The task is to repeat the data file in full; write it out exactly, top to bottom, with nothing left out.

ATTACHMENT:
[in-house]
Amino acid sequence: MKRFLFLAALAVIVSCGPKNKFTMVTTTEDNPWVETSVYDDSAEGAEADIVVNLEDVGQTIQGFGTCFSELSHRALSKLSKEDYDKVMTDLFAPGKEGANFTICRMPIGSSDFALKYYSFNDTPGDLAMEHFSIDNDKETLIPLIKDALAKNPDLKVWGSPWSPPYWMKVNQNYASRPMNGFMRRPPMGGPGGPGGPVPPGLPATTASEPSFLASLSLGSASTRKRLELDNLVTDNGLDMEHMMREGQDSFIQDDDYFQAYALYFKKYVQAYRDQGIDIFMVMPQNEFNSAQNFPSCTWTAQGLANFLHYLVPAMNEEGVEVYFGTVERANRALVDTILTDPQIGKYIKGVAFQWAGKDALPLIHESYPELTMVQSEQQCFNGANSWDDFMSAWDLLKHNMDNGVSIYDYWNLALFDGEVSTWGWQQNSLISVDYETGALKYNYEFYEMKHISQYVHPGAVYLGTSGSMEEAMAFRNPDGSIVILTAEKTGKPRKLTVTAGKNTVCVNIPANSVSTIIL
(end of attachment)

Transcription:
[in-house]
Amino acid sequence: MKRFLFLAALAVIVSCGPKNKFTMVTTTEDNPWVETSVYDDSAEGAEADIVVNLEDVGQTIQGFGTCFSELSHRALSKLSKEDYDKVMTDLFAPGKEGANFTICRMPIGSSDFALKYYSFNDTPGDLAMEHFSIDNDKETLIPLIKDALAKNPDLKVWGSPWSPPYWMKVNQNYASRPMNGFMRRPPMGGPGGPGGPVPPGLPATTASEPSFLASLSLGSASTRKRLELDNLVTDNGLDMEHMMREGQDSFIQDDDYFQAYALYFKKYVQAYRDQGIDIFMVMPQNEFNSAQNFPSCTWTAQGLANFLHYLVPAMNEEGVEVYFGTVERANRALVDTILTDPQIGKYIKGVAFQWAGKDALPLIHESYPELTMVQSEQQCFNGANSWDDFMSAWDLLKHNMDNGVSIYDYWNLALFDGEVSTWGWQQNSLISVDYETGALKYNYEFYEMKHISQYVHPGAVYLGTSGSMEEAMAFRNPDGSIVILTAEKTGKPRKLTVTAGKNTVCVNIPANSVSTIIL